Neuromuscular dentistry and the role of the autonomic nervous system: Sphenopalatine ganglion blocks and neuromodulation. An International College of Cranio Mandibular Orthopedics (ICCMO) position paper

Cranio. 2019 May;37(3):201-206. doi: 10.1080/08869634.2019.1592807.

Abstract

The Sphenopalatine Ganglion (SPG) is known to play an integral role in the pathophysiology of a wide variety of orofacial pains involving the jaws, sinuses, eyes and the trigeminal autonomic cephalalgias. It supplies direct parasympathetic innervation to the trigeminal and facial nerves. Sympathetic innervation from the superior sympathetic chain passes thru the SPG to the trigeminal and facial nerves.This paper reviews relevant and significant literature on SPG Blocks and Neuromodulation published in peer reviewed medical and dental journals. Neuromuscular Dentistry employs ULF-TENS to relax musculature and simultaneously provide neuromodulation to the ganglion.Conclusion: The effects of ULF-TENS on the autonomic nervous system acts on the Limbic System and Hypothalamus (H-P-A) to address Axis II issues during neuromuscular dental procedures. It also directly affects the autonomic component of the trigeminal nerve involved in almost all headaches and migraines as well as the Myofascial and Joint disorders of TMD.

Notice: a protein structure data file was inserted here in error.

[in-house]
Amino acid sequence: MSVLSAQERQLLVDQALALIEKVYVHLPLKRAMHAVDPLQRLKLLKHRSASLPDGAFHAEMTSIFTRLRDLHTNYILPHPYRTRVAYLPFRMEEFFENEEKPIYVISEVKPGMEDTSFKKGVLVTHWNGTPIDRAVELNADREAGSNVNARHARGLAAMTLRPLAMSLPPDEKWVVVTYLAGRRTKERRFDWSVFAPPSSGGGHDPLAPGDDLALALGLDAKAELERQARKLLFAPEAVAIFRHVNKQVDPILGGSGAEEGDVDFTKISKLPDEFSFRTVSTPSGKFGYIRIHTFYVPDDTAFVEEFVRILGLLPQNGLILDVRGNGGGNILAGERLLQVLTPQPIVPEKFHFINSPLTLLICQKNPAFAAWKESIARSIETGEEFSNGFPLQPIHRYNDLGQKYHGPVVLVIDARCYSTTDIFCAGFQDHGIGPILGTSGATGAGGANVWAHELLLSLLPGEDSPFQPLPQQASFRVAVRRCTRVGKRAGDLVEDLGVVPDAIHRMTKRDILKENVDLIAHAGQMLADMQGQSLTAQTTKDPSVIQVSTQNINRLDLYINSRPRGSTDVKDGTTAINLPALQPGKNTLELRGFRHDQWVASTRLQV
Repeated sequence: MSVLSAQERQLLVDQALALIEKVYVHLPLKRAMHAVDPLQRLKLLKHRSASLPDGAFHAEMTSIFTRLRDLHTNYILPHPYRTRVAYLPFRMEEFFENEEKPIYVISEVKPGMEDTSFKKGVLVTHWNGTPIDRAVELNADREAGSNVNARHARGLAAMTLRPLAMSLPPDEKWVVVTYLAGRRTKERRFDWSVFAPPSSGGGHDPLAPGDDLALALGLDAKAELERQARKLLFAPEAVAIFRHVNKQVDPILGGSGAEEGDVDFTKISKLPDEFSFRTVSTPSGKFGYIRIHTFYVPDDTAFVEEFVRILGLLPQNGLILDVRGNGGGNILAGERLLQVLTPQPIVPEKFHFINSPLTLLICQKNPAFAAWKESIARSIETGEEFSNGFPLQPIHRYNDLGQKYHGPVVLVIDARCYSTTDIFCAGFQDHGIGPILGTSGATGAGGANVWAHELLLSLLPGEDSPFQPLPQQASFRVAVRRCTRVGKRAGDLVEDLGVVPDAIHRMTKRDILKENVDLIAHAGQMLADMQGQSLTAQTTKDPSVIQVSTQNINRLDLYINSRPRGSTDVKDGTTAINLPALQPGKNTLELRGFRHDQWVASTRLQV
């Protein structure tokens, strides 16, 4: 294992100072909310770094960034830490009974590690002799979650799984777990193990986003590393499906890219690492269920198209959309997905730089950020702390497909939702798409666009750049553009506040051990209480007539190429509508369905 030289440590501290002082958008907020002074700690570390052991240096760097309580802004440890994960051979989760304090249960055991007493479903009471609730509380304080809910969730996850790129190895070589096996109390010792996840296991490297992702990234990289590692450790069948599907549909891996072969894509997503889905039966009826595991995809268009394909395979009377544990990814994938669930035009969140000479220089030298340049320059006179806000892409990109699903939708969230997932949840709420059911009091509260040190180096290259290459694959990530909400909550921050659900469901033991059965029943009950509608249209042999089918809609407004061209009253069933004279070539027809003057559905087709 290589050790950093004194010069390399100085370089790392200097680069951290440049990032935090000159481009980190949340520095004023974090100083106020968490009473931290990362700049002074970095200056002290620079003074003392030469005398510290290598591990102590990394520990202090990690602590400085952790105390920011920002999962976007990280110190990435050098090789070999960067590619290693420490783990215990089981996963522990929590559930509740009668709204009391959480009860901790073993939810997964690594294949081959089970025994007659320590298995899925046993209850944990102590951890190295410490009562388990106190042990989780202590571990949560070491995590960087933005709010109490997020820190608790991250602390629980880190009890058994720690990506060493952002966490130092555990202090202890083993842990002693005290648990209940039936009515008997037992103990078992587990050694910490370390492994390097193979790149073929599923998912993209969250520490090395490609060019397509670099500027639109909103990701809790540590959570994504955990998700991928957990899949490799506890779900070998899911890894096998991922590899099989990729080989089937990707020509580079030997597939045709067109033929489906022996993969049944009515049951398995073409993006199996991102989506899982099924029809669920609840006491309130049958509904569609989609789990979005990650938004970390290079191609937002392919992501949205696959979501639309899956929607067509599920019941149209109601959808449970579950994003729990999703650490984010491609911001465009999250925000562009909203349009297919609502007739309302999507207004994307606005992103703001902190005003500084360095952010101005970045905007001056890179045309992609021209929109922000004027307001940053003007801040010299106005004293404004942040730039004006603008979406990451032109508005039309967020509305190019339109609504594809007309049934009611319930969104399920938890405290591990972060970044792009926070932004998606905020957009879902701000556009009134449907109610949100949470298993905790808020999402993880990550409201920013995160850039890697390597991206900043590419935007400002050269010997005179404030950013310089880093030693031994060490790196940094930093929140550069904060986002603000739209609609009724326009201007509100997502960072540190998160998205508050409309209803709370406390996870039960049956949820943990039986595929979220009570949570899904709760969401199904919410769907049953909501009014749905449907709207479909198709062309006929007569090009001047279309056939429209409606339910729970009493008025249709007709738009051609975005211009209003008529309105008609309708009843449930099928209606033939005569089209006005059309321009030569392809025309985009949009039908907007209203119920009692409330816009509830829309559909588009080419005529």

Keywords: Neuromuscular Dentistry; Sphenopalatine Ganglion (SPG) Block; Sphenopalatine Ganglion (SPG) Neuromodulation; Trigeminal Autonomic Nervous system; ULF-TENS.

Publication types

  • Review

MeSH terms

  • Dentistry
  • Ganglia, Parasympathetic*
  • Humans
  • Migraine Disorders*
  • Orthopedics*
  • Sphenopalatine Ganglion Block*